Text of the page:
Building a house is one of the most exciting and stressful experiences most of us have in a lifetime. By familiarizing yourself with the five major phases to the process, you can better anticipate what the experience will be like and what you need to look out for.
Before you begin
Make sure you have a lawyer look over your contract with the builder and assign dates to each stage with clear language about who will pay for added costs due to delays.
Your builder will no doubt include a "force majeure" clause that exempts them from responsibility for delays due to war, acts of God, etc. Often these terms seem nonnegotiable, but don't assume so. You have a right to know what happens in case of such delay, and who will pay for your inability to move into your home at a certain date and the resulting costs for things like hotels and furniture storage. For more about preparing for construction delays, visit ABGoodman Houseplanz.
Be sure to get your own inspector. There are several municipal inspections that will be triggered by certain phase completions, but you should have your own licensed inspector check all the work throughout construction. All Bay Inspection offers great advice about the entire inspection process.
Now let's see how a house gets built.
Stage 1 - Foundation
Before the foundation is poured, there is a lot of work to do. The site must be graded and excavated and the foundation laid out according to the plot map. Rough plumbing is installed and inspected and, finally, the foundation for the house, garage and porch is poured.
As with all aspects of construction, weather can play a part in foundation delays. Improper grading and drainage can undermine a foundation from the beginning. Be sure to have the foundation thoroughly checked by your own inspector.
Stage 2 - Framing
This is when your house starts looking like a house. During this phase, all of the home's interior and exterior walls and the stairs are framed. Now it's time to get keep the weather out, by installing the sheathing, roof, shingles, exterior doors and windows. The quicker this phase is completed, the fewer weather-related delays you'll experience while finishing the interior of the house.
Stage 3 - Plumbing, Mechanical, Electrical
The work that happens during this phase has to be done right, because once sheetrock is put over it, everything will be harder and more expensive to get to. Water, waste piping, water heater, HVAC system, ductwork and rough electrical wiring -- the guts of your new home -- are installed during this stage. All of these systems require inspection to assure you can safely move on to the next phase.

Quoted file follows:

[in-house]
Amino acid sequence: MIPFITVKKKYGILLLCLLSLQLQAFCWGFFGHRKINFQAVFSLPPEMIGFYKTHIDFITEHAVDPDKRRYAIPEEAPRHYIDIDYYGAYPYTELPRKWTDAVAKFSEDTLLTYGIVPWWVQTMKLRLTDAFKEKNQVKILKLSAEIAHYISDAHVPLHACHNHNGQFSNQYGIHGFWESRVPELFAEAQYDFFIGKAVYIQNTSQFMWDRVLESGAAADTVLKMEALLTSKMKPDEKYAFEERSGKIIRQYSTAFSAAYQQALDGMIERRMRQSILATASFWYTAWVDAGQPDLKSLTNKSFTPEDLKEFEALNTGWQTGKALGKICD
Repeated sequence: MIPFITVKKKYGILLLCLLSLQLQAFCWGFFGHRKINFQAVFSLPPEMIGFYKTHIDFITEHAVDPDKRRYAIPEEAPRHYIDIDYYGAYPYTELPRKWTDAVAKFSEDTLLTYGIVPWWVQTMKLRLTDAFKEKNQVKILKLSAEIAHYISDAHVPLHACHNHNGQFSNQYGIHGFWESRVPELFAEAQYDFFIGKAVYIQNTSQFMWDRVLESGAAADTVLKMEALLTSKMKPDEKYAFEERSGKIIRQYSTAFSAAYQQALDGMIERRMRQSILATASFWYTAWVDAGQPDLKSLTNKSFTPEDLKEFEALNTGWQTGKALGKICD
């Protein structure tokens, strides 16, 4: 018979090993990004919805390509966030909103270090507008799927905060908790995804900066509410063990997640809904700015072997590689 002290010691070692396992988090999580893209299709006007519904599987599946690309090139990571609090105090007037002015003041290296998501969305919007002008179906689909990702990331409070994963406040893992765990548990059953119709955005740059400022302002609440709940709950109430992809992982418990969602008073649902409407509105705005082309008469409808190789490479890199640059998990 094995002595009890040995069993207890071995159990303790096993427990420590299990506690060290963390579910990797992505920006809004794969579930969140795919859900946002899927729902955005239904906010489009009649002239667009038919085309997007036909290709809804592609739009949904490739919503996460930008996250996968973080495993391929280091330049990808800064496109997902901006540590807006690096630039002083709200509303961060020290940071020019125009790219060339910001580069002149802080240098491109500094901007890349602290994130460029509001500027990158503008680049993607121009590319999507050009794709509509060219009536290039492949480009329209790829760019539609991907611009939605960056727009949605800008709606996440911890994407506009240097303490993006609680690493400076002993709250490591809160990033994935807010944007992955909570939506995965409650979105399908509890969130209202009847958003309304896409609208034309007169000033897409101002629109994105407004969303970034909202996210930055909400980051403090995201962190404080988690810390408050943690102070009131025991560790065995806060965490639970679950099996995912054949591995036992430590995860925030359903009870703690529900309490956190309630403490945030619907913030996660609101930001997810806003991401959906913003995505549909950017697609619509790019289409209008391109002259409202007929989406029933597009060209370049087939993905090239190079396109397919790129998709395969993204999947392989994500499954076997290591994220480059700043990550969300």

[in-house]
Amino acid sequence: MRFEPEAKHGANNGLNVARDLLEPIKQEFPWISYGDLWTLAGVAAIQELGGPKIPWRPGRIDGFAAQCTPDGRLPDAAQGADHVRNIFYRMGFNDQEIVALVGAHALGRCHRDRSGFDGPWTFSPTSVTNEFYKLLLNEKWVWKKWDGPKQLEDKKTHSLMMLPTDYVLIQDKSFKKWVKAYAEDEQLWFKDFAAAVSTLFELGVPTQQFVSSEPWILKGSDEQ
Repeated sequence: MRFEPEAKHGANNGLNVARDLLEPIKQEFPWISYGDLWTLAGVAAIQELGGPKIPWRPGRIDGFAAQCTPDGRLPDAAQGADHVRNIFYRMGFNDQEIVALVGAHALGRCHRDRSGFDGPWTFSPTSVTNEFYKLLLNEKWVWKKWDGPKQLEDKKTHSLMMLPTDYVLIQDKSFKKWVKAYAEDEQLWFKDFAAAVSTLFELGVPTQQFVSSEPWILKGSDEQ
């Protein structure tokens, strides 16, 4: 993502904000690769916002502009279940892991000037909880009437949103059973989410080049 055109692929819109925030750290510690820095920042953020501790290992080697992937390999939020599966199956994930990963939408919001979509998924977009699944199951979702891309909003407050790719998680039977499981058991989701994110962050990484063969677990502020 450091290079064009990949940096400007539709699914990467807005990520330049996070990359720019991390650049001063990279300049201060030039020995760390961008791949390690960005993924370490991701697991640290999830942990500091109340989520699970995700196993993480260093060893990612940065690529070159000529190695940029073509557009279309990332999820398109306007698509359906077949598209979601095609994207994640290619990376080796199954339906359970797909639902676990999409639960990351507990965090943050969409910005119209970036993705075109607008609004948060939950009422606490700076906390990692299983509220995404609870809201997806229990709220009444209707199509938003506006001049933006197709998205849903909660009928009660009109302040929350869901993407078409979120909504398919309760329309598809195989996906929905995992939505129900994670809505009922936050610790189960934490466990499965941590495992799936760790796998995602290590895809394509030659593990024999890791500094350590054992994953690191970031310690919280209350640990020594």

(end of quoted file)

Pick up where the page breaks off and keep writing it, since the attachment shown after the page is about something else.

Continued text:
Stage 4 - Insulation and Drywall
First the walls are insulated and then the drywall or sheetrock is installed over them. By now, you and your builder should have discussed details about sheetrock thickness, how it will be fastened to the studs (nails or screws) and what type of texture or paint you have the budget to finish with.
Stage 5 - Exterior and Interior Finish
In this phase, all the final details are taken care of, including installation and testing of electrical, mechanical, HVAC and plumbing systems and the installation of ceilings, doors, baseboards, window sills, floor coverings, countertops, cabinets, tiles, appliances, mirrors, lights, faucets and showerheads. Everything gets a covering of paint or wallpaper and the driveway and sidewalks are poured. Final inspections, both municipal and with your inspector, are performed now and landscaping is done.
It is recommended that you do a walk-through inspection of your home with your builder 5-10 days before closing to allow time to fix any problems you find. Be sure to do a follow-up walk-through after repairs or fixes have been made to confirm that everything is as you want it. Once everything has cleared inspection, the home will be given a certificate of occupancy and you're ready to move in.
Keep the following tips in mind and you can make these five phases a lot easier to live through.
Get involved in your home building from the beginning and take an active interest on the pricing of materials and finishing touches. Make sure you understand what you are building and ask questions up front. It's imperative that builder and owner see eye to eye from the beginning; many aspects of your home, such as structure and foundation, will be unchangeable after a certain point.
Whether your relationship with your builder is jovial or strained, be sure to visit site as often as possible. Ask questions and pay attention during all phases of construction. If something looks wrong to you, it very well may be! Check the building codes yourself and consult with your own inspector if you feel your concerns about quality, safety or materials are not being adequately addressed by your builder. Always require proof of code compliance after each municipal inspection.
Be sure to keep good records and save all receipts, correspondence, phone conversation notes, samples and other paperwork involving your project.
Don't leave off-hand conversations with your builder to chance. Follow-up with phone calls to be sure you're on the same page about changes or concerns you have.
Some things during home construction are going to go wrong. Try to be as flexible, yet businesslike as possible and be able to compromise about solutions where it makes sense.
Are you ready? Now you've got these tips to arm yourself with -- get out there and build your dream house!